A magnet for nectar feeders in Autumn

The middle of Autumn is a quiet time for flowering in the forest. Only about 10% of the 213 species of flowering plants on the block are in bloom. Furthermore, almost all of those are either nearing the end of their flowering or are only just beginning to flower. Insects and birds that depend on nectar or pollen for a food source are faced with slim pickings.

One plant represents an exception to this pattern - the Prickly Broom-heath (Monotoca scoparia), comes into full bloom in April. This is a low growing shrub with narrow, spiky leaves. Its flowers are tiny - just 1.5-3mm long.

As one of the few plants in full flower, Monotoca scoparia attracts a host of insects.

The Common Ringlet (Hypocysta metirius) thrusts its proboscis into the corolla tube to access nectar at the base of the flower.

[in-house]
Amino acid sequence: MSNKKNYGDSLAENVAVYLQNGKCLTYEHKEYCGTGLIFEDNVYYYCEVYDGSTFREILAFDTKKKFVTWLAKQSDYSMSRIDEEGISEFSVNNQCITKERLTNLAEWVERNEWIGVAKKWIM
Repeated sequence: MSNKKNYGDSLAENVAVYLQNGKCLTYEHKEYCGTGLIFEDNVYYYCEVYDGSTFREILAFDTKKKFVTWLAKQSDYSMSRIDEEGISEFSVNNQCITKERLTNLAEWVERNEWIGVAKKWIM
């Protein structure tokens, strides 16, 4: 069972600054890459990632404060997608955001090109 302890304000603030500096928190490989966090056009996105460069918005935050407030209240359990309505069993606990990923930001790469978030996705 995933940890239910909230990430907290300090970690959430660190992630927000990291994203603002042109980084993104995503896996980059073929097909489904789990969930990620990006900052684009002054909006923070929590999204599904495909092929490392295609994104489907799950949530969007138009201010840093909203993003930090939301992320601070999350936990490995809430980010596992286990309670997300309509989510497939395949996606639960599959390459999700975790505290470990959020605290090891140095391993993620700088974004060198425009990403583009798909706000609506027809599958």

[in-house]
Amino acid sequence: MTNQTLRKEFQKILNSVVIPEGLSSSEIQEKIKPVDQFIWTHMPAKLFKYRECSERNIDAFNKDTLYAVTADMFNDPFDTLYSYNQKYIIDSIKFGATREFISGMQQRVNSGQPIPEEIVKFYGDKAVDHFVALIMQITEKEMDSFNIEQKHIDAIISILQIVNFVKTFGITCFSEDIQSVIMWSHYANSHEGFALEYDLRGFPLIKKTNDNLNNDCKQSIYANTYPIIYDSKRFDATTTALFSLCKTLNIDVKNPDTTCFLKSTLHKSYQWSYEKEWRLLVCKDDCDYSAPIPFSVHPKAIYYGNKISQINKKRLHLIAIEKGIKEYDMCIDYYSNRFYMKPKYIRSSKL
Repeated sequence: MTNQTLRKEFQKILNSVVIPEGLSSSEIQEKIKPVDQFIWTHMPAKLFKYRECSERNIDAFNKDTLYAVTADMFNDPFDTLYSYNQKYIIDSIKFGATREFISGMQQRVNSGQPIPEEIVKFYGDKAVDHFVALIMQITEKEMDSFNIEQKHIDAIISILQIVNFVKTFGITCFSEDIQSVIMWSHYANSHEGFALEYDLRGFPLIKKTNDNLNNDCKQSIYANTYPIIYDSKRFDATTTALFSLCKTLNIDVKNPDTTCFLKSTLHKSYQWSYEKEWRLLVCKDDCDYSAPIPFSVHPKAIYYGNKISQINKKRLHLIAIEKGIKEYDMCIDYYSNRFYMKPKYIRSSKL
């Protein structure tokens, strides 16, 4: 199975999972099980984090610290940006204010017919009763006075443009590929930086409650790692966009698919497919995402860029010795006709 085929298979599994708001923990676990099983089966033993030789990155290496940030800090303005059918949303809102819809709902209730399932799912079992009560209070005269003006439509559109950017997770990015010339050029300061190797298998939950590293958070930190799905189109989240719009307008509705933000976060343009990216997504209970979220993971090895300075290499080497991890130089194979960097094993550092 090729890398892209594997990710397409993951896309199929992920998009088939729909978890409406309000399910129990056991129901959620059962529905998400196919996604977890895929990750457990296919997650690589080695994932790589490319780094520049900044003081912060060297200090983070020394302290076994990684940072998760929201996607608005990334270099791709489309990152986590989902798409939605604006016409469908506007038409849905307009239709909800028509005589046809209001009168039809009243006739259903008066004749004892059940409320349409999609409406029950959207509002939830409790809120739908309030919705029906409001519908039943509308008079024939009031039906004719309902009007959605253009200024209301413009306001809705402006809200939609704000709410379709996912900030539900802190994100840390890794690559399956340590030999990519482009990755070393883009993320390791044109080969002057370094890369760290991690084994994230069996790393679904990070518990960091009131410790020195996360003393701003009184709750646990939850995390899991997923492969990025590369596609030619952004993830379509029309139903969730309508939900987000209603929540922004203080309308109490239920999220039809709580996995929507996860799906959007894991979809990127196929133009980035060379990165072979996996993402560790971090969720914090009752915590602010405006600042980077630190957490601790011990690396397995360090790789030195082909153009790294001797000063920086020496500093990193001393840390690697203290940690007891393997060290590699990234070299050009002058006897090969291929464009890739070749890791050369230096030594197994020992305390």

In a separate blog, Kerri describes how these bushes become battlegrounds for male butterflies as they compete for access to feeding females.


The flowers of Monotoca scoparia are too small for honeybees, but are a perfect size for tiny Exoneura bees. They gather pollen from the anthers in the top half of the corolla tube. 

Not a bee, but a Bee Fly (Geron sp.) - another insect taking advantage of the feeding opportunities at Monotoca scoparia.